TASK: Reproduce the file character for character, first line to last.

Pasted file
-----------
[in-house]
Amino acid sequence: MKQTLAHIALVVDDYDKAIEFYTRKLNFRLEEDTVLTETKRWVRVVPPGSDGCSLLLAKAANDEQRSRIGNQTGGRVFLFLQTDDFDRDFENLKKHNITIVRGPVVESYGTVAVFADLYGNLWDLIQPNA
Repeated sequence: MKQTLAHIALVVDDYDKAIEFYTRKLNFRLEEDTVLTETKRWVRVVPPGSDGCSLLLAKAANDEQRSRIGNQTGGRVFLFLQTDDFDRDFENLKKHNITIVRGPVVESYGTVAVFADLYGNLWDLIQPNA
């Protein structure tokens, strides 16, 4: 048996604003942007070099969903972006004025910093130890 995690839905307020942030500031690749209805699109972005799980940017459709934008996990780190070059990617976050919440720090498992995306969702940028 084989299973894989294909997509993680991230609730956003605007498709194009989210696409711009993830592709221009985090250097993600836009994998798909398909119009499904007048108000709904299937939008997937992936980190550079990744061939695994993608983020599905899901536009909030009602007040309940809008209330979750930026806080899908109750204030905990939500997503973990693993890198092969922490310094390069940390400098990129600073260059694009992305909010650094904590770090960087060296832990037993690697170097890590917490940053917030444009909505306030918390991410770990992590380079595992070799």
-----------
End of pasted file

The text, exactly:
[in-house]
Amino acid sequence: MKQTLAHIALVVDDYDKAIEFYTRKLNFRLEEDTVLTETKRWVRVVPPGSDGCSLLLAKAANDEQRSRIGNQTGGRVFLFLQTDDFDRDFENLKKHNITIVRGPVVESYGTVAVFADLYGNLWDLIQPNA
Repeated sequence: MKQTLAHIALVVDDYDKAIEFYTRKLNFRLEEDTVLTETKRWVRVVPPGSDGCSLLLAKAANDEQRSRIGNQTGGRVFLFLQTDDFDRDFENLKKHNITIVRGPVVESYGTVAVFADLYGNLWDLIQPNA
């Protein structure tokens, strides 16, 4: 048996604003942007070099969903972006004025910093130890 995690839905307020942030500031690749209805699109972005799980940017459709934008996990780190070059990617976050919440720090498992995306969702940028 084989299973894989294909997509993680991230609730956003605007498709194009989210696409711009993830592709221009985090250097993600836009994998798909398909119009499904007048108000709904299937939008997937992936980190550079990744061939695994993608983020599905899901536009909030009602007040309940809008209330979750930026806080899908109750204030905990939500997503973990693993890198092969922490310094390069940390400098990129600073260059694009992305909010650094904590770090960087060296832990037993690697170097890590917490940053917030444009909505306030918390991410770990992590380079595992070799």